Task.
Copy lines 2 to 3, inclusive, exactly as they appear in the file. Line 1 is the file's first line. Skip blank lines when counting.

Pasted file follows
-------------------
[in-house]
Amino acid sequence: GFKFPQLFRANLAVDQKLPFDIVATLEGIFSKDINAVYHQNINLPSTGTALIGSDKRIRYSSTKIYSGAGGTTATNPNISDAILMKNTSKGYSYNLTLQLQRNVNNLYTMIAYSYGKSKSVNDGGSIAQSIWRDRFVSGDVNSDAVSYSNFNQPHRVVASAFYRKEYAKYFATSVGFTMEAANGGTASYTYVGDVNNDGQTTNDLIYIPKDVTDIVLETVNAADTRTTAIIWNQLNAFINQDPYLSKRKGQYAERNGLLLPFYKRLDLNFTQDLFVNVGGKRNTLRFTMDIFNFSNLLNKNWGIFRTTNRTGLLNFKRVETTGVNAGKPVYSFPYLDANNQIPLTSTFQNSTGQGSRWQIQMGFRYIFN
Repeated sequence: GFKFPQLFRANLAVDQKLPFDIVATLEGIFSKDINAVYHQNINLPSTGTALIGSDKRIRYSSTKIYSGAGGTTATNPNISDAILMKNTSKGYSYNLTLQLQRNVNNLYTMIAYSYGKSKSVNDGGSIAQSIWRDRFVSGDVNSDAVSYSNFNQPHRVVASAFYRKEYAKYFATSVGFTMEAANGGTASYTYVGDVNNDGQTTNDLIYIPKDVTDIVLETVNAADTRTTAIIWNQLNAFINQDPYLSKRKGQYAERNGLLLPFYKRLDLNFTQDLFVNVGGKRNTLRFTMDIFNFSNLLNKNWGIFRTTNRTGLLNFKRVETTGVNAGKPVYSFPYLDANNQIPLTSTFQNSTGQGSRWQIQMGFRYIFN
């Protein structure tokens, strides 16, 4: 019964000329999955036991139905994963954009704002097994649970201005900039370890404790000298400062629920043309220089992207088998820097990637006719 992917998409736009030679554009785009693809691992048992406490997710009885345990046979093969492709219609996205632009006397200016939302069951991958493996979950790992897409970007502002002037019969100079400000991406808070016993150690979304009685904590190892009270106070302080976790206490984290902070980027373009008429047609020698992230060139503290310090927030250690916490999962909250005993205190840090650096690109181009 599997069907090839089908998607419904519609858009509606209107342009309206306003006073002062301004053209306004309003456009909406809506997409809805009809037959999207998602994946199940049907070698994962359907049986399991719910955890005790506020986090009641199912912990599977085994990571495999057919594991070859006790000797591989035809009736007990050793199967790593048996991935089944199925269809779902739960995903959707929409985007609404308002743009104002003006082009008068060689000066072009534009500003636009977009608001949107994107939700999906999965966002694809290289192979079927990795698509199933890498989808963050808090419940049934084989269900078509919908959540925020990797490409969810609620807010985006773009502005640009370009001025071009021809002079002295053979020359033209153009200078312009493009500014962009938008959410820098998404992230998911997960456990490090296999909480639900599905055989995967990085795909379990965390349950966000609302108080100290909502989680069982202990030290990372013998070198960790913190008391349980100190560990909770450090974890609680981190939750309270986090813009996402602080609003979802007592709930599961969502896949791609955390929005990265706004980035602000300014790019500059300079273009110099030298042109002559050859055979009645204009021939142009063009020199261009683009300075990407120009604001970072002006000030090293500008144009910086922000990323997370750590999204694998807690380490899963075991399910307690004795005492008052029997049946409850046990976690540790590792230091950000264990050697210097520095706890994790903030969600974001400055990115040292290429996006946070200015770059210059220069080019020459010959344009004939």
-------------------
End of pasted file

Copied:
Amino acid sequence: GFKFPQLFRANLAVDQKLPFDIVATLEGIFSKDINAVYHQNINLPSTGTALIGSDKRIRYSSTKIYSGAGGTTATNPNISDAILMKNTSKGYSYNLTLQLQRNVNNLYTMIAYSYGKSKSVNDGGSIAQSIWRDRFVSGDVNSDAVSYSNFNQPHRVVASAFYRKEYAKYFATSVGFTMEAANGGTASYTYVGDVNNDGQTTNDLIYIPKDVTDIVLETVNAADTRTTAIIWNQLNAFINQDPYLSKRKGQYAERNGLLLPFYKRLDLNFTQDLFVNVGGKRNTLRFTMDIFNFSNLLNKNWGIFRTTNRTGLLNFKRVETTGVNAGKPVYSFPYLDANNQIPLTSTFQNSTGQGSRWQIQMGFRYIFN
Repeated sequence: GFKFPQLFRANLAVDQKLPFDIVATLEGIFSKDINAVYHQNINLPSTGTALIGSDKRIRYSSTKIYSGAGGTTATNPNISDAILMKNTSKGYSYNLTLQLQRNVNNLYTMIAYSYGKSKSVNDGGSIAQSIWRDRFVSGDVNSDAVSYSNFNQPHRVVASAFYRKEYAKYFATSVGFTMEAANGGTASYTYVGDVNNDGQTTNDLIYIPKDVTDIVLETVNAADTRTTAIIWNQLNAFINQDPYLSKRKGQYAERNGLLLPFYKRLDLNFTQDLFVNVGGKRNTLRFTMDIFNFSNLLNKNWGIFRTTNRTGLLNFKRVETTGVNAGKPVYSFPYLDANNQIPLTSTFQNSTGQGSRWQIQMGFRYIFN